SO we are told that the government plans to retire the circular debt and restore power supplies.
Under the present circumstances, it is hard to imagine a better policy stimulus that will spur supply side growth. One hoped, however, that the money would be raised more prudently, on the fiscal side; either through austerity measures or by collecting taxes owed by those who don’t file returns.
Perhaps because these are difficult policy choices, the government, preferring the path of least resistance, has looked to the monetary side. From here it intends to raise circa Rs500 billion through a treasury bill auction. In layman terms, this is known as printing money.
The last time such a clean slate solution was attempted was in 2009, when most of the Rs200bn debt was moved off Pepco’s (Pakistan Electric Power Company) balance sheet and on to a newly created power holding company.
This company in turn repackaged the debt and sold it as term finance certificates. Back at that time, this financial wizardry was also mooted to be a “one off” affair. This is a crude form of an asset class known in the world of finance as derivatives.
Monetary measures on this scale are not without their macroeconomic effects and inflationary impact. Arguably this money will be incremental to the ‘business as usual’ deficit financing that our governments consider routine.
Unlike fiscal measures which can be targeted, these have an inflationary impact which falls on the poorer segments of society. It would also appear to leave less money on the table for other economic stimuli, such as recapitalising the state-owned enterprises, if the government is planning to turn them around.
Others may argue that the Rs500bn T-bill auction would also reduce liquidity for the private sector, which is clamouring for credit at low interest rates. To put things in perspective, in 2009 the total outstanding credit to the textile sector alone was Rs535bn. As electricity supplies resume, so will the appetite of this industry — which generates over half of our total exports — for working capital expand.
The other important consideration is to ensure that the circular debt does not accumulate all over again. A sharp increase in electricity prices alone is not enough. The previous government also doubled prices during its tenure. Tough reforms across the energy sector are needed.
Which brings us to the essential question; is the government up to taking some tough policy decisions early in its tenure? Or, as with the T-bill, would it choose some easy, circumventing path?
Even after taking all the tough and unpopular policy decisions, the structural anomalies that produce the circular debt will take time to fix. During this time the circular debt will, in all probability, build up again. One more round of retirement may be necessary. The size of that pile will depend on how quickly the government is able to carry through its reform process and bring the power supplies to economically sustainable levels.
In all this there is a silver lining. If a monetary expansion on the one side is accompanied by an increase in aggregate supply on the other, then arguably the two should cancel each other out and the inflationary impact would be neutral.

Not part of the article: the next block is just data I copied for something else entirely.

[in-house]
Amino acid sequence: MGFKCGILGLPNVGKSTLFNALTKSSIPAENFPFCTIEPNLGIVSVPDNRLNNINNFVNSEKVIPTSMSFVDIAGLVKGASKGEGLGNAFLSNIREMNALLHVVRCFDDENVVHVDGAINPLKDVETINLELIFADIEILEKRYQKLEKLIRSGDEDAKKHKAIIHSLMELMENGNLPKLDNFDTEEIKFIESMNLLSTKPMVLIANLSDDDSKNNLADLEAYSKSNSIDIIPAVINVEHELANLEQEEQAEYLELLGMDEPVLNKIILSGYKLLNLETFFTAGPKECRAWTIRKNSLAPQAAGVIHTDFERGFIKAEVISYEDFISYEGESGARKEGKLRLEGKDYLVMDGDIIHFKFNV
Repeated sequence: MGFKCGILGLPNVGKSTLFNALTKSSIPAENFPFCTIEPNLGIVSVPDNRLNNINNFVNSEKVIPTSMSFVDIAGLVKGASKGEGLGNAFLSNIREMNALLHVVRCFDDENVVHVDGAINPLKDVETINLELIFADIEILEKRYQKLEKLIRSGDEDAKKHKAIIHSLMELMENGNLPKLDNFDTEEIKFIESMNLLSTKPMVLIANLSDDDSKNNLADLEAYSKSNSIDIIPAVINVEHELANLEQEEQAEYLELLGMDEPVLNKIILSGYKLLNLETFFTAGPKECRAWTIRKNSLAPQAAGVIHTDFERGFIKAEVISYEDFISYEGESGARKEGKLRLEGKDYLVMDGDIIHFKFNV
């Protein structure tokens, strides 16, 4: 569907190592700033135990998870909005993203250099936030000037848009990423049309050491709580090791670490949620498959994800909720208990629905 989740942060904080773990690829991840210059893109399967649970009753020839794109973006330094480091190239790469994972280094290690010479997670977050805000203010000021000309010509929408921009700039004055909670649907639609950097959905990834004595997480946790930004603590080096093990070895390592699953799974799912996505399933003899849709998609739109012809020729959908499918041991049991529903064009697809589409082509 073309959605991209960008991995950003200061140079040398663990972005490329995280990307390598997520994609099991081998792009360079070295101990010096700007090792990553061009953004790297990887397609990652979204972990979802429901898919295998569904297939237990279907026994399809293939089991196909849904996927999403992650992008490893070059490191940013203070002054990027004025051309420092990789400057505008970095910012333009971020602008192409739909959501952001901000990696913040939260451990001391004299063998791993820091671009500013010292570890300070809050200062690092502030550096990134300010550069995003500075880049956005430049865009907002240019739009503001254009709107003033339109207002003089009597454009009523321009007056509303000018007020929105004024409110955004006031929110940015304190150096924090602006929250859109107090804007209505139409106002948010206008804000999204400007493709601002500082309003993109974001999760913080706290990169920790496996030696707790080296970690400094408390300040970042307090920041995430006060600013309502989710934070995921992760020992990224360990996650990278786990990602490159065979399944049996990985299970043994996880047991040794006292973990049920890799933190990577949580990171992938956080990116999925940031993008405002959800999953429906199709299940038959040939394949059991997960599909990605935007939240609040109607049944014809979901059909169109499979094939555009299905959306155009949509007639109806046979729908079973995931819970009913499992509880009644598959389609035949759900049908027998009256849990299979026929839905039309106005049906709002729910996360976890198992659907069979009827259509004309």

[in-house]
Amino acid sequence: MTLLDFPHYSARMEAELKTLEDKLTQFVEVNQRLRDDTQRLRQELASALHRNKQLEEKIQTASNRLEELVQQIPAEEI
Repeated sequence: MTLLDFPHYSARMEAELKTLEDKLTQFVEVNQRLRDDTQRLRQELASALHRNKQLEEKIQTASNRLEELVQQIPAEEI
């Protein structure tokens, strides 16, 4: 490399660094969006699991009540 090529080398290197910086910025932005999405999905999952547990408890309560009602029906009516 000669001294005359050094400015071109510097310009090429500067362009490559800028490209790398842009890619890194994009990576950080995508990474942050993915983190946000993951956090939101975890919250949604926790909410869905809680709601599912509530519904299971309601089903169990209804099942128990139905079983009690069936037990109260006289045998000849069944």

If this is what the government’s economic planners are hoping to achieve then it is a risky but nevertheless a justifiable executive decision. The risk is that the money is being printed first and after that if output doesn’t expand, then we’re left to deal with the inflationary effects.
But beyond that, let’s look at circular debt more closely. At the bottom of the cascade, it ends up as money payable to four companies, three of which are producers of primary energy in Pakistan, the Oil & Gas Development Company, Pakistan Petroleum Ltd and Mari Petroleum, while the fourth, Pakistan State Oil, is the country’s main importer of primary energy.
All trains terminate here. Excepting Wapda’s hydropower units, the other players in the energy chain, the refineries, the public-sector generation companies, the gas utility companies, the independent power producers, the distribution companies et al are intermediary stations leading up to the top of the cascade where sits the consumer. What may not be so obvious is that the money — the Rs500bn — is also there. It is not lost. It is available in the form of unpaid electricity bills, and most of these pertain to federal, provincial and local government entities.
Others pertain to commercial entities that invariably have disputes with their power utilities over the amount. In addition part of the Rs500bn may well be normal payables and receivables which make up for the working capital of the energy companies. Financial prudence would require the government to retire the Rs500bn T-bill as the revenue from these unpaid bills materialises.
Provision of electricity will fuel aggregate supply. But beyond that there will be other benefits. As the liquidity crunch ends and choke points are removed, the biggest beneficiaries will be the oil and gas sector, in anticipation of which the Karachi Stock Exchange has enjoyed an unprecedented rally in recent weeks.
During its tenure the previous government must have poured over Rs1.5 trillion into the power sector. Each summer Punjab would erupt in violent protests, the prime minister would call for an energy conference. It was, however, unable to follow up with the (politically unpopular) reforms. That is where all eyes will be in the coming weeks.
The writer is a strategist and entrepreneur.